Walking the St. Olav Ways

Many people are familiar with the pilgrimage routes to Santiago de Compostela in Spain. However, Norway’s pilgrim paths to Trondheim are becoming a great alternative for anyone interested in pilgrimage solitude in Norwegian nature and culture.

The growing interest in pilgrimages in general has made Norway’s pilgrim paths to Trondheim increasingly popular abroad, particularly in the Netherlands and Germany. One such Dutch pilgrim is Ria Warmerdam, who has gone the distance both in Spain and in Norway. In 2013, Ria walked the entire 643 km Gudbrandsdalen Path, from Oslo to Trondheim. That journey resulted in her popular guidebook “Wandelgids Het Olavspad”.
She says that the Gudbrandsdalen Path was extremely well organised, and she was very impressed with the high quality of both the lodgings and the food along the way – not to mention the clear markings and the great condition of the path itself.
“I can well understand that Dutch tourists are increasingly drawn to the pilgrim paths in Norway,” says Ria. “Norway is very popular in the Netherlands. There is great interest in Norwegian nature, and the wave of Nordic Noir TV shows and crime novels has also helped generate an interest in Norway and Scandinavia.”

Ria’s desire to experience walking adventures was born 20 years ago when she decided to go on a pilgrimage to Santiago de Compostela.
She started from her doorstep at home in Amsterdam. Four months later, she reached her destination – the pilgrimage town of Santiago de Compostela in northwest Spain. By the time she arrived, she had walked 2,500 km across Europe, and although some of her friends joined her for short stretches of her journey, she walked most of the way alone.
“Many people have asked me how I felt when I finally arrived, and I think my strongest feelings were that of mastery and pride in having managed it,” says Ria, who also explains that most of her worries just melted away after a week on the road.
“Before I left, I was worried about a lot of things. Would I find places to stay? Where would I be able to buy food? Did I have everything I needed? Had I packed too much or too little? I was worried about finding my way – not to mention whether I would actually be able to walk that far.”

Ria Warmerdam, experienced pilgrim and author of the Dutch pilgrim's guide book "Wandelgids Het Olavspad". Photo: Eskil Roll/www.rollphoto.no

“Travelling as a single woman, you also worry about safety. That probably prevents many from embarking such on a long walk on their own, but as I started walking and the kilometres clicked by, I came to feel safe,” says Ria.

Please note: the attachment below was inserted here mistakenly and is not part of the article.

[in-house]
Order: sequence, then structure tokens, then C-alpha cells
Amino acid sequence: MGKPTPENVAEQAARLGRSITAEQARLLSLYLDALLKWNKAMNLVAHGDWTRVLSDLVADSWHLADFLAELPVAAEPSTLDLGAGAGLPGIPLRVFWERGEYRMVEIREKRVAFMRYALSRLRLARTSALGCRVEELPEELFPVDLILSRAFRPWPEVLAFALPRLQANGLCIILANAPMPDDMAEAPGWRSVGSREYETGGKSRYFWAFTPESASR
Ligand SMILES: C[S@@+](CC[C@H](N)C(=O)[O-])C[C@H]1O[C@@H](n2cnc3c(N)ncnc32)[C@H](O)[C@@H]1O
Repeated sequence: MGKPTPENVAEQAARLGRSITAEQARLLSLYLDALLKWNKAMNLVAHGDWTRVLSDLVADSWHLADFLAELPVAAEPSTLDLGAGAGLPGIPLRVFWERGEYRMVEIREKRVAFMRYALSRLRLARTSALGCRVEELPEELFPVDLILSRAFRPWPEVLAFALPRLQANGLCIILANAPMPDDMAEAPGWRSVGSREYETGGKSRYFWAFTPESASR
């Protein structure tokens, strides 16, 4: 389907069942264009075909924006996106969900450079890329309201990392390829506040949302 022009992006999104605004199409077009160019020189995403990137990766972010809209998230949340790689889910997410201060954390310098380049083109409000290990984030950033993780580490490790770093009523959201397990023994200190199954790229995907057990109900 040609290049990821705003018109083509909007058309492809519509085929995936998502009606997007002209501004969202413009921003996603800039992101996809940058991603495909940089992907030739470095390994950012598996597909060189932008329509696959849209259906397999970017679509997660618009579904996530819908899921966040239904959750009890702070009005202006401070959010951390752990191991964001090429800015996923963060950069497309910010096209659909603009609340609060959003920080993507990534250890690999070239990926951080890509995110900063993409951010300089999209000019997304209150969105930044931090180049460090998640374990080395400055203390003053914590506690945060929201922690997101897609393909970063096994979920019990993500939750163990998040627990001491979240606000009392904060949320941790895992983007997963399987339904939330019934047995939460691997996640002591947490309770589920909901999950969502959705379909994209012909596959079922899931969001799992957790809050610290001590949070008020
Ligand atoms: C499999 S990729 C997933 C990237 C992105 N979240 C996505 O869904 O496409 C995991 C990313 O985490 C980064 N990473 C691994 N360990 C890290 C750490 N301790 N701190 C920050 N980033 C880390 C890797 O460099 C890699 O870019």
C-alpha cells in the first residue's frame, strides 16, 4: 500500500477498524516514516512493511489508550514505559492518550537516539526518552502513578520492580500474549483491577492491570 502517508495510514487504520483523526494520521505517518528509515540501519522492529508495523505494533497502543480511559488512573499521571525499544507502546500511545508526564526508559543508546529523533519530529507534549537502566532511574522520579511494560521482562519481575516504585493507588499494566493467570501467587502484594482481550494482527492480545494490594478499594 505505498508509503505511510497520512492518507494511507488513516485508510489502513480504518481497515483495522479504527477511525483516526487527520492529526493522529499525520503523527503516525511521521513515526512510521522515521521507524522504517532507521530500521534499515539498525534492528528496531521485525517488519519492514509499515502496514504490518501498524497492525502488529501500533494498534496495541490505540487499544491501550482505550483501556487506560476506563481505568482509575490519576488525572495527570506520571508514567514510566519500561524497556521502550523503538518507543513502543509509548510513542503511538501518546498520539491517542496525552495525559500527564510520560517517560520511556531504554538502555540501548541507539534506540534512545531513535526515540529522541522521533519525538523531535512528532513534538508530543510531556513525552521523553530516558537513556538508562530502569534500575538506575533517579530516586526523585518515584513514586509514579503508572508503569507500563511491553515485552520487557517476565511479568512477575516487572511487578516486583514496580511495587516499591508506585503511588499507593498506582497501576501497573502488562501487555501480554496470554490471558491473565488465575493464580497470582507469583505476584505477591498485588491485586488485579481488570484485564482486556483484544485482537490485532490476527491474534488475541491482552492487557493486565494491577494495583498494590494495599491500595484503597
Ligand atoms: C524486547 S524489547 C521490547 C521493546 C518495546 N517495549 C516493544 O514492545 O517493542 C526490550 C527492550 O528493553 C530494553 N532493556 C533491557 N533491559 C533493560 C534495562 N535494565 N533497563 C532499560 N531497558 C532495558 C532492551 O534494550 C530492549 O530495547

“In the Netherlands, we have an expression which in English translates to: ‘You suffer most from the fear of suffering’.
My experience was that, when you are on a pilgrimage, you are greeted with respect and consideration. People are friendly and say hello. They ask how far you’ve gone, and are quick to offer you both food and drink.”
Not least, she enjoyed talking to the people in the places where she stayed overnight, hearing the history of the place and all about the people who lived there.
“If someone had said to me before I left that I was going to knock on strangers’ doors and ask to sleep in the barn, I would have laughed at them. But if there was one thing I learned along the way, it was how to deal with challenges as they arise and not be afraid to ask.

Ria recommends you to travel light on a pilgrimage. Photo:Eskil Roll/www.rollphoto.no

From Ria’s point of view, a speed of about 3–4 km/h is just right. It is a speed you will be able to maintain for many hours a day, while also being able to see how the nature and the landscape change along the way.
“I start the day with a proper breakfast, and generally walk from the nine o’clock to around five in the afternoon. 
It’s a bit like a work day, and it has a rhythm that most of us are used to.
It is always just as gratifying to arrive at the place you planned to stay overnight – and always just as wonderful to start walking again the next day.”

When you are on a such a long walking trip, you become really thankful for the simple things, like taking your shoes off, having a wash and eating a good meal. Any worries you may have had before you left, just seem to disappear along the way, and life takes on a rhythm and a pace that Ria thinks is good for us.
“We humans are designed to walk. It is the natural way for us to move around,” tells the adventurous walker, who divulges that she when she comes home to Amsterdam, she plans to sit down to write a new guidebook. This time, based on her experiences from this year’s journey along the St Olav’s Path.

At the Budsjord pilgrimage farm, pilgrims can enjoy breakfast in historic surroundings. Photo:Eskil Roll/www.rollphoto.no

Useful tips!

  • You can find a variety of accommodation options along the Gudbrandsdalen Path, which makes it easy to decide just how far you want to walk each day.
  • There are a number of simple and affordable accommodations reserved for pilgrims. However, you should remember that if you choose to stay at a pilgrim hostel, you must be ready to share a room with any other pilgrims who come for the night.
  • In many places, you can choose between a simple accommodation with self-catering, or if you want a private room and meals served.
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